Yeti Roves the Ice Sheet
May 9, 2012
Dartmouth engineering Ph.D. candidate Rebecca Williams drove a farm tractor retrofitted to roll along the barren snowy landscape of a glacier in Greenland. Like soldiers scouring for landmines, Williams and a small team of mountaineers set out to find massive crevasses hidden by ice sheets that, if broken, could within seconds swallow them and others traveling regularly between Thule Air Base and the Greenland Environmental Observatory (GEOSummit). She recalls hours of boredom broken up by moments of terror.
"When the first sign of a crevasse appears on the radar screen, you have four-and-a-half seconds to respond to the signature and to hit a switch to stop the tractor before it drives over the crevasse. I was sitting in the hot seat with my hand hovering over a switch, knowing I had five people's lives in my hands," says Williams, who was monitoring the crevasse detector for just 12 hours. Actual operators sit in the loud tractor for months on end to ensure safety for vehicles transporting fuel and vital supplies between the two locations. It was clear this was a job better suited for a robot—one named Yeti built by a group of Dartmouth engineering students in 2006. This fall, the four-wheeled rover will augment the tractor to conduct ground penetrating radar (GPR) surveys of polar regions. Yeti will eliminate stress, fatigue, and risk of injury posed to individuals from cracks that can stretch 30 feet wide and hundreds of feet deep. This lightweight robot is also paving the way for resources, which are now limited, to support and mobilize scientific efforts in these extreme environments.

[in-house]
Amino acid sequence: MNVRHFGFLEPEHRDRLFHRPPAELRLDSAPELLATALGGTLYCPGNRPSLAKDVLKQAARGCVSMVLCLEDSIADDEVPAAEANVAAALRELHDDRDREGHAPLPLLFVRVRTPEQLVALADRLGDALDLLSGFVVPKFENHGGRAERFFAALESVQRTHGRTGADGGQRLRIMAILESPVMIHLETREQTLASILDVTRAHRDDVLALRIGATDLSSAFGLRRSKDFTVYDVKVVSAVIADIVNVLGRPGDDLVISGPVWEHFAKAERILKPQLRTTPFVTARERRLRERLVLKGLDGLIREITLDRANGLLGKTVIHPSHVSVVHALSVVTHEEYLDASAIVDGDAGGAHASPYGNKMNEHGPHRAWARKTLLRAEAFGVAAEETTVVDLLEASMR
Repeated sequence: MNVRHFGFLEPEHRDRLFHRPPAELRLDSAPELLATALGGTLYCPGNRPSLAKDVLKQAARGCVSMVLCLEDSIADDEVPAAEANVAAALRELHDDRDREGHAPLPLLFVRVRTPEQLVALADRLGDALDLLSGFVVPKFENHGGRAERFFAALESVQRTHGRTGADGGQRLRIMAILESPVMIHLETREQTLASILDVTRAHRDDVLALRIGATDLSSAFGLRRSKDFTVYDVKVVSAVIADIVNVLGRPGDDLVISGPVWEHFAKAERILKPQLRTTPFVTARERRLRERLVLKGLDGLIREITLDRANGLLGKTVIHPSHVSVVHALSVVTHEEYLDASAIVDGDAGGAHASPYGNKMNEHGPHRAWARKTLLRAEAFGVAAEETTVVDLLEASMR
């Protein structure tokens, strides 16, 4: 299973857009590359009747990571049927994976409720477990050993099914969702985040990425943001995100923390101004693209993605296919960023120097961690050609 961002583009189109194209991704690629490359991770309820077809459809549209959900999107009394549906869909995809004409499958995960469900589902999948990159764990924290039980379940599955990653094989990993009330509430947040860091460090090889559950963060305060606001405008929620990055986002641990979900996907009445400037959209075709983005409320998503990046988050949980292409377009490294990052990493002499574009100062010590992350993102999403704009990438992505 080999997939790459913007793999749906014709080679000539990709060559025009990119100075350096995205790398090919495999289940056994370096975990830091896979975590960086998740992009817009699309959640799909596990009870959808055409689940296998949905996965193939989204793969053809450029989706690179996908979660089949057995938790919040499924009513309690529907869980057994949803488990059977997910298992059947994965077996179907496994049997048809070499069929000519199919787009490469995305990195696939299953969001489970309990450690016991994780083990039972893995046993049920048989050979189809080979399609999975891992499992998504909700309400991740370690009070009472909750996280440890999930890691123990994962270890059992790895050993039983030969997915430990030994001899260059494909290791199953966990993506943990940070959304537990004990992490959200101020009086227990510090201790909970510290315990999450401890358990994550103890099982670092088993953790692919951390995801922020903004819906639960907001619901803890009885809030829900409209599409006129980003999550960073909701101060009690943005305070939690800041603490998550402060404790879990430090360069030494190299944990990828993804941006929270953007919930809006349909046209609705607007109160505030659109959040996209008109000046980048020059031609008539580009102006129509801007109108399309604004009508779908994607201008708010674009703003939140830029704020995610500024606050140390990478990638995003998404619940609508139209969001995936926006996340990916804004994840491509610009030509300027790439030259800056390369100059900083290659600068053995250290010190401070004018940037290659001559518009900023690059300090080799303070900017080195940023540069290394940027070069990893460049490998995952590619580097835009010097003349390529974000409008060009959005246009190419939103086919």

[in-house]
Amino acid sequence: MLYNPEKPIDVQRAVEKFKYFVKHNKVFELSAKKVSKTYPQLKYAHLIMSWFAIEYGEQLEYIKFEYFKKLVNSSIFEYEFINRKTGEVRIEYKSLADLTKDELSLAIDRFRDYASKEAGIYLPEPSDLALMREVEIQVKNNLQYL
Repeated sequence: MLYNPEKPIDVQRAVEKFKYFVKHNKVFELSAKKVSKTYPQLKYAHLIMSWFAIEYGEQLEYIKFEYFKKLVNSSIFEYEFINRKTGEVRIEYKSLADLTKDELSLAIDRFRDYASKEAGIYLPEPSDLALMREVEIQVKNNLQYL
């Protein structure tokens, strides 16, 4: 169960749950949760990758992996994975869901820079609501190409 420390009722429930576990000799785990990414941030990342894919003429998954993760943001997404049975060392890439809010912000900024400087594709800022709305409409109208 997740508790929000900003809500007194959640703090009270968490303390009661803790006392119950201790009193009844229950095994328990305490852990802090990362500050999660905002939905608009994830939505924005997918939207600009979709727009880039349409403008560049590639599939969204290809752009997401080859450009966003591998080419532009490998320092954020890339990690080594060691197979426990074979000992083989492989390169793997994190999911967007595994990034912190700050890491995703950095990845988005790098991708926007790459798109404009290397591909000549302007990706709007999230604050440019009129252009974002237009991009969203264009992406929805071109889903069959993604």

Working with advisors Professor Laura Ray and Adjunct Professor James Lever, a mechanical engineer at CRREL, Williams is writing intelligence software that Yeti will use to navigate crevassed regions of the ice sheet. Those machine-learning algorithms are already being tested to run in real time to classify incoming GPR data, allowing Yeti to detect crevasses on a pre-programmed route before returning with the findings.
"This past winter, Yeti was called in to survey the old South Pole station from the 1960s that is under 30 feet of snow. Now, Yeti is on its way to Greenland again to transport supplies to and from Thule Air Base in a money saving effort," says Ray, who with Lever first created Yeti's solar-powered cousin, Cool Robot. Originally designed to pull an instrument sled to take weather and atmosphere measurements, Cool Robot is now receiving hardware and software updates to resemble its battery-powered counterpart, Yeti. The two Dartmouth-made robots will eventually both be programmed to support collection of both GPR and atmospheric data.
"We're going to program Yeti to make him completely autonomous. He'll be his own survey team," says Williams. "He'll be able to further explore the extent, depth, and width of crevasses he discovers, improving detection and mapping, and taking the life-threatening uncertainty out of the situation."